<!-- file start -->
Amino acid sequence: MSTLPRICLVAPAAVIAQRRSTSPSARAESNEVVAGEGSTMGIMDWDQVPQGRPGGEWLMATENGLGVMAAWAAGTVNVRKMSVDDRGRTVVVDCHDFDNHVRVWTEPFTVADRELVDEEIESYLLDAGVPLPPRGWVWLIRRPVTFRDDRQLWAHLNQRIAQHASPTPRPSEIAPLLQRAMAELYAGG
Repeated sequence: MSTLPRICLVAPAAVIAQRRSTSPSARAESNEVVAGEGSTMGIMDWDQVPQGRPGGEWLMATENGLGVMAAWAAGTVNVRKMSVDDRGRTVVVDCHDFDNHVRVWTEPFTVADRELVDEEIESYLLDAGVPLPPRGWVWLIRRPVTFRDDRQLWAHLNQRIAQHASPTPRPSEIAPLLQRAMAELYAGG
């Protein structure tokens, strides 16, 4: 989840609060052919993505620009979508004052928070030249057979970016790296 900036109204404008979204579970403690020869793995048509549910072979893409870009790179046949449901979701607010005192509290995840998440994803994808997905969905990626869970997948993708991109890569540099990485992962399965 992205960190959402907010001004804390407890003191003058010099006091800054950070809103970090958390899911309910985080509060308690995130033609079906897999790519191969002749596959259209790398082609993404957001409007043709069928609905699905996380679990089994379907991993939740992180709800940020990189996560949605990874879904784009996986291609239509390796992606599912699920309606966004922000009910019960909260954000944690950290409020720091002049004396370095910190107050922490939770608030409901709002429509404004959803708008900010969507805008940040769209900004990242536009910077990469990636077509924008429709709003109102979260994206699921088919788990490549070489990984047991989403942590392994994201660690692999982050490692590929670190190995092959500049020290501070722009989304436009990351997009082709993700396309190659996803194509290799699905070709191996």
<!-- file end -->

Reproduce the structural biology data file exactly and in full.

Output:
Amino acid sequence: MSTLPRICLVAPAAVIAQRRSTSPSARAESNEVVAGEGSTMGIMDWDQVPQGRPGGEWLMATENGLGVMAAWAAGTVNVRKMSVDDRGRTVVVDCHDFDNHVRVWTEPFTVADRELVDEEIESYLLDAGVPLPPRGWVWLIRRPVTFRDDRQLWAHLNQRIAQHASPTPRPSEIAPLLQRAMAELYAGG
Repeated sequence: MSTLPRICLVAPAAVIAQRRSTSPSARAESNEVVAGEGSTMGIMDWDQVPQGRPGGEWLMATENGLGVMAAWAAGTVNVRKMSVDDRGRTVVVDCHDFDNHVRVWTEPFTVADRELVDEEIESYLLDAGVPLPPRGWVWLIRRPVTFRDDRQLWAHLNQRIAQHASPTPRPSEIAPLLQRAMAELYAGG
């Protein structure tokens, strides 16, 4: 989840609060052919993505620009979508004052928070030249057979970016790296 900036109204404008979204579970403690020869793995048509549910072979893409870009790179046949449901979701607010005192509290995840998440994803994808997905969905990626869970997948993708991109890569540099990485992962399965 992205960190959402907010001004804390407890003191003058010099006091800054950070809103970090958390899911309910985080509060308690995130033609079906897999790519191969002749596959259209790398082609993404957001409007043709069928609905699905996380679990089994379907991993939740992180709800940020990189996560949605990874879904784009996986291609239509390796992606599912699920309606966004922000009910019960909260954000944690950290409020720091002049004396370095910190107050922490939770608030409901709002429509404004959803708008900010969507805008940040769209900004990242536009910077990469990636077509924008429709709003109102979260994206699921088919788990490549070489990984047991989403942590392994994201660690692999982050490692590929670190190995092959500049020290501070722009989304436009990351997009082709993700396309190659996803194509290799699905070709191996």